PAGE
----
Most parents have made no legal provision to determine who would look after their children if they were to pass away, according to research.
A study of 2,002 adults by Direct Line Life Insurance found that 65% of parents had not made any legal arrangements for this event, such as writing a will.
Meanwhile, 42% hadn't even discussed the issue with their partner.
Jane Morgan, business manager at Direct Line Life Insurance, said that while this is a difficult issue for parents to contemplate, "it is incredibly important to have a plan in place should the worst happen".
Among those who had discussed their plans, 31% wouldn't leave money from their estate to the potential guardian, with 30% preferring to leave the estate in trust to their child.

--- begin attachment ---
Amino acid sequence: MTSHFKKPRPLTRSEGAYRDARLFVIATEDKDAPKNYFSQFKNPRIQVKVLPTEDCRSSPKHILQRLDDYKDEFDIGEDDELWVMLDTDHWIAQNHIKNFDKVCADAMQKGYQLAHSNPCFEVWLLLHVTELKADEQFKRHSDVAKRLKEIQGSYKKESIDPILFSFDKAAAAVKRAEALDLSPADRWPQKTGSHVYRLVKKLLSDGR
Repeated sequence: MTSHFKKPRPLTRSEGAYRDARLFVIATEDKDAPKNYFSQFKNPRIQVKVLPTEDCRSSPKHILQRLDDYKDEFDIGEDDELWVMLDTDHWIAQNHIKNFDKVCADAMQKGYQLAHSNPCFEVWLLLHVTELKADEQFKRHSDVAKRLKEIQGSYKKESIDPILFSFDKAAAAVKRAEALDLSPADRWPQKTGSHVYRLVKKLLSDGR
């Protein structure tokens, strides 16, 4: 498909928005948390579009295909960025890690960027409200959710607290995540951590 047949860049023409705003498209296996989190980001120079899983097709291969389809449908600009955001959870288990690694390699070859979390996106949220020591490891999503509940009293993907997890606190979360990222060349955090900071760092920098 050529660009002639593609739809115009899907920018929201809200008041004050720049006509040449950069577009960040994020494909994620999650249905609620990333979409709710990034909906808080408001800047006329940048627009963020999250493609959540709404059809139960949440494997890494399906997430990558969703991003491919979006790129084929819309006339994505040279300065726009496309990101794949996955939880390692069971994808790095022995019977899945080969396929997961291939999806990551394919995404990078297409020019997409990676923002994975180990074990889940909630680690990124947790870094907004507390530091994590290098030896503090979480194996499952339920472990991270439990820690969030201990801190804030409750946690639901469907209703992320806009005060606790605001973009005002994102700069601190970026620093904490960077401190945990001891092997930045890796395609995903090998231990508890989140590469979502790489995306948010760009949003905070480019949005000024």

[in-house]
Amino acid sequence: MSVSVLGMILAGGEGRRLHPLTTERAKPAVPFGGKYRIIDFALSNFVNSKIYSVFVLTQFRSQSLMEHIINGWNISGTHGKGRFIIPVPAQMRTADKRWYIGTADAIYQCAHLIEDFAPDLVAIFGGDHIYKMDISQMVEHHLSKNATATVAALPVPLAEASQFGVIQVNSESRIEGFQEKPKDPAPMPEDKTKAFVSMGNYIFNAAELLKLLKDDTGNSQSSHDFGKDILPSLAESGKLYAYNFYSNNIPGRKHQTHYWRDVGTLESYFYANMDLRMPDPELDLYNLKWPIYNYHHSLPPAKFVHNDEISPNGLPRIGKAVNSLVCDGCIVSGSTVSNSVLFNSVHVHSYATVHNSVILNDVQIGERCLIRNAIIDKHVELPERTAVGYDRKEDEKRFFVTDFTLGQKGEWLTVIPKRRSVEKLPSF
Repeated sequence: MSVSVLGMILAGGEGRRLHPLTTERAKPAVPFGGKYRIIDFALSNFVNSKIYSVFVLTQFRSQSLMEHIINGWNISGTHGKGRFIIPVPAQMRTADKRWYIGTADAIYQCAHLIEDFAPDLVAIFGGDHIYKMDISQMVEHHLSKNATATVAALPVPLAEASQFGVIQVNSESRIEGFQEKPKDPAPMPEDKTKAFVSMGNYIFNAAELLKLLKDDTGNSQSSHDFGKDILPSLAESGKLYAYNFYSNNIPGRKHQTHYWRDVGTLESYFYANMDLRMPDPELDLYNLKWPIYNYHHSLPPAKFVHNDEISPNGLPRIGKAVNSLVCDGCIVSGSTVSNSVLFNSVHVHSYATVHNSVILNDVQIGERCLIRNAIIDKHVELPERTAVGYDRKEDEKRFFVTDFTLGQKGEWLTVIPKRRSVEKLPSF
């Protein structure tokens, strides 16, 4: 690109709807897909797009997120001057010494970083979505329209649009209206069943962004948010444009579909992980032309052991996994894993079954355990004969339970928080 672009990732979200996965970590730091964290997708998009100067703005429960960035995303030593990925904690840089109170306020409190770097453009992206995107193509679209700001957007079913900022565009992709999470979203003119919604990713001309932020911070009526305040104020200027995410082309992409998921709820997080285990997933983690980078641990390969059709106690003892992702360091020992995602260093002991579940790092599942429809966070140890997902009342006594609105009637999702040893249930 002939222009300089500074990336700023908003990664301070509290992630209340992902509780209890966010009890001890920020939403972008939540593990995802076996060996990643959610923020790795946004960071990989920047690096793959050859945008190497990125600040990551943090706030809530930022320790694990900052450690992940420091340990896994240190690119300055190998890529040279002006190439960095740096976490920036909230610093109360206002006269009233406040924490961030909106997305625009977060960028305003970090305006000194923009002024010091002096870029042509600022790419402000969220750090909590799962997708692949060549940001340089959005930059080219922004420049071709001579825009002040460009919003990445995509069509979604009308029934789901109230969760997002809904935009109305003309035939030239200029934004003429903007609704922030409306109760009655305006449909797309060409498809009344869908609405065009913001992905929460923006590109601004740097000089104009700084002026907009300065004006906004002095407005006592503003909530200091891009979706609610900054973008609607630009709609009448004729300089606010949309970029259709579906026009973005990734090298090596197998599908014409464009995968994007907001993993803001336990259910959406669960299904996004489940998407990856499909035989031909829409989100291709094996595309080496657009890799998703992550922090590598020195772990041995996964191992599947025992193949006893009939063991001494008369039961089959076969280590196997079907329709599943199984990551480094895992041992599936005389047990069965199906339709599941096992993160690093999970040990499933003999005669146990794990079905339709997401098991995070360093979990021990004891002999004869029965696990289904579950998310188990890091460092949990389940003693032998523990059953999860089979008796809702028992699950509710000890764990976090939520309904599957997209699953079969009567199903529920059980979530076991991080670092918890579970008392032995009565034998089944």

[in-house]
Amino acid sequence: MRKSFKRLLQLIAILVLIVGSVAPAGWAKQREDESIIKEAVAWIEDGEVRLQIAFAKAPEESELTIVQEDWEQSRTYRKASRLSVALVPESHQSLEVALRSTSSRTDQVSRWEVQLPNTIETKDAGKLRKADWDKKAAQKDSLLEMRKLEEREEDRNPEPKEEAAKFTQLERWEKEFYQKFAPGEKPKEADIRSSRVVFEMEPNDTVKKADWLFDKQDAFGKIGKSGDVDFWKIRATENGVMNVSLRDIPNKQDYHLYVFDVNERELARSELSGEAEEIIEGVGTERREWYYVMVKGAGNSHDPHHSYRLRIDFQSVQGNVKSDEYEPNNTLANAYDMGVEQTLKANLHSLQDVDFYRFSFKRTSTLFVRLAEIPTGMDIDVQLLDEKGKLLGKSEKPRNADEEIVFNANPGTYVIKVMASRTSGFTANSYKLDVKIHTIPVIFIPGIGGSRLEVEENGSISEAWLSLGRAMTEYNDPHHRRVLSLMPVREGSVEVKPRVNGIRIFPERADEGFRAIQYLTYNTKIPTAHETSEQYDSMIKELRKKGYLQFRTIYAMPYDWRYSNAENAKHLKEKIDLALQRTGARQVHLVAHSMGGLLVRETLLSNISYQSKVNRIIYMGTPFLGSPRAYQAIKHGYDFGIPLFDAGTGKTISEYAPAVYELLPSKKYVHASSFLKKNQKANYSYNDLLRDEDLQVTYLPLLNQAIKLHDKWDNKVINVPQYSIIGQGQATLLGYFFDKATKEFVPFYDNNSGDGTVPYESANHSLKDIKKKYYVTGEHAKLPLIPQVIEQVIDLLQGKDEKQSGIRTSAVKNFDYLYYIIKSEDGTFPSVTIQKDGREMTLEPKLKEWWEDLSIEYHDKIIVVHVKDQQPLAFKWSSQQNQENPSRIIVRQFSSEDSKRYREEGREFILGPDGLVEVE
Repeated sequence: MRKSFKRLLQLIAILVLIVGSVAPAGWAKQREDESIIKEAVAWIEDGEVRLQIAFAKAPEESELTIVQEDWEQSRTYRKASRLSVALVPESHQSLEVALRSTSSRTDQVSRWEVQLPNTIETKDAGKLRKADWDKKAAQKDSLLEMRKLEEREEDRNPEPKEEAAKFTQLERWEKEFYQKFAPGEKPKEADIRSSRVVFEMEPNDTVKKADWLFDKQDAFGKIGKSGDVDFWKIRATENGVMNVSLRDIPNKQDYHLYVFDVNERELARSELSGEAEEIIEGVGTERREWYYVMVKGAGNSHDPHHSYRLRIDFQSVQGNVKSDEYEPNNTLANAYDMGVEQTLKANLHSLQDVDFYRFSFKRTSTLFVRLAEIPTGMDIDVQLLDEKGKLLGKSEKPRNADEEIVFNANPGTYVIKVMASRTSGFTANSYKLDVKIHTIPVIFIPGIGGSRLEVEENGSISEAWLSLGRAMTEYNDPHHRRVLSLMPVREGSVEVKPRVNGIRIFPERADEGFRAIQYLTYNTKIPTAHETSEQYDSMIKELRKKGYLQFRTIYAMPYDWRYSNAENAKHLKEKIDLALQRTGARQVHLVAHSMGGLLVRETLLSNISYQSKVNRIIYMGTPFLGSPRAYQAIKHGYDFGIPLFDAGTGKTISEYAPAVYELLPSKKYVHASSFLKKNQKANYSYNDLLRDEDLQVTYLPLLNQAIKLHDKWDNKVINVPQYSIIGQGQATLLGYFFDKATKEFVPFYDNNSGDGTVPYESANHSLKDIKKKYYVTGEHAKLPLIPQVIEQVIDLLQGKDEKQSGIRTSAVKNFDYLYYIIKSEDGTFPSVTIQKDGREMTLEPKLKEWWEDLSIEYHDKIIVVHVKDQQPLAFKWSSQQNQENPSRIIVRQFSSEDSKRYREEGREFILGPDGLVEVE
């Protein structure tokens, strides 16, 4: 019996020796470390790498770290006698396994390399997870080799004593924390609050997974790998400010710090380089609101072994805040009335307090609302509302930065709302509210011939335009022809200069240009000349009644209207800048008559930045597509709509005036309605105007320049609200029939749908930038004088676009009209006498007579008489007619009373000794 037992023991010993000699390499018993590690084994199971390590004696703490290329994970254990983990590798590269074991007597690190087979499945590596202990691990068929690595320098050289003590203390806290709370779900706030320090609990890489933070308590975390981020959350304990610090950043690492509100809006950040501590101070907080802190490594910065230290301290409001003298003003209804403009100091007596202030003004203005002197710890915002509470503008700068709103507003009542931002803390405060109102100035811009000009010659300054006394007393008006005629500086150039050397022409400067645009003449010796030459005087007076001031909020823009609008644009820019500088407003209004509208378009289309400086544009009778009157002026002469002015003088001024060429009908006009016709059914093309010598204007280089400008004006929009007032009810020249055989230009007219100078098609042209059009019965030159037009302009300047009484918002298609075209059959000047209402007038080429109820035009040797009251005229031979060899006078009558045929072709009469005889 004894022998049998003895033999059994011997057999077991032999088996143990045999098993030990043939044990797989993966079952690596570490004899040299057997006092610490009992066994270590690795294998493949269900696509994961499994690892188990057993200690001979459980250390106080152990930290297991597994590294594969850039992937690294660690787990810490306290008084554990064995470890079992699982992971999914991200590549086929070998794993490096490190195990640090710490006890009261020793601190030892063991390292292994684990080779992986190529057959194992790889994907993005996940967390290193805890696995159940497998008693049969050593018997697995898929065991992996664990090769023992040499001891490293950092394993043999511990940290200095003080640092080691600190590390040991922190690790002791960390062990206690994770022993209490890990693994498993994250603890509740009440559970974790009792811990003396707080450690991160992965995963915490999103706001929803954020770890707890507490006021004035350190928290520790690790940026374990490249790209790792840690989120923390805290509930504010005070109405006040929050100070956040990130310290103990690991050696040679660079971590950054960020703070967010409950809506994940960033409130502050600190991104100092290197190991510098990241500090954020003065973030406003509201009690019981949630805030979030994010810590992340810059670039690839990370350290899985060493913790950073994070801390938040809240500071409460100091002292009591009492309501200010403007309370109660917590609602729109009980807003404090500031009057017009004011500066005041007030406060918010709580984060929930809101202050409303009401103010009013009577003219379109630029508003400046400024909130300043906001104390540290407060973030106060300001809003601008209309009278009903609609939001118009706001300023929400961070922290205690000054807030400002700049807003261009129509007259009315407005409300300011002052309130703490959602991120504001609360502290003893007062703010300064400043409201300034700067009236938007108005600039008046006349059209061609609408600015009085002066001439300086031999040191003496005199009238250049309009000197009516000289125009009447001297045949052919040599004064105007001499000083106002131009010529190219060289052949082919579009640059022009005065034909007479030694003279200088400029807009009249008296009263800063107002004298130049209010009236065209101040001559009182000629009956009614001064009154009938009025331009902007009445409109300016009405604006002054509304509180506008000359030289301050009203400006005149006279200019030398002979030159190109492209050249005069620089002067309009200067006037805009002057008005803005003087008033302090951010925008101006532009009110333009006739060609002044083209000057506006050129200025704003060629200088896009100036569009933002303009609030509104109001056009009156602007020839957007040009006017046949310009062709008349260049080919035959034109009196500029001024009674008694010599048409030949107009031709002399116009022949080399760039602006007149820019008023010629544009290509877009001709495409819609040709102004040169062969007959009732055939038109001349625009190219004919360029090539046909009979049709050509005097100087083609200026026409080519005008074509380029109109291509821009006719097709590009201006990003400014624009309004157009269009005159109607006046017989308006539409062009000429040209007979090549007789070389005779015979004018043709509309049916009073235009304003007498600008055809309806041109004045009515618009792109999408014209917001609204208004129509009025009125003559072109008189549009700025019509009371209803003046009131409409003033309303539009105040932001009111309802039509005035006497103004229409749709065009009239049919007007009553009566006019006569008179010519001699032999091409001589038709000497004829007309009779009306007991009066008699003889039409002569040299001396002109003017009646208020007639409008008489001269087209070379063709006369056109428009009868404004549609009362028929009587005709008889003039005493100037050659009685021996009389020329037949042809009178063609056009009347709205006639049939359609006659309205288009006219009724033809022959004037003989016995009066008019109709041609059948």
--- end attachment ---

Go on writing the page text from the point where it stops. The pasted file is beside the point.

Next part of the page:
"To prevent a custody battle, parents should make a legal provision for those who would be primary carers for their children, ensuring they would be happy to take on the responsibility.
"While they may be happy to step in, some people may struggle with the financial implications of bringing up someone else's child, so it is important to consider this too."
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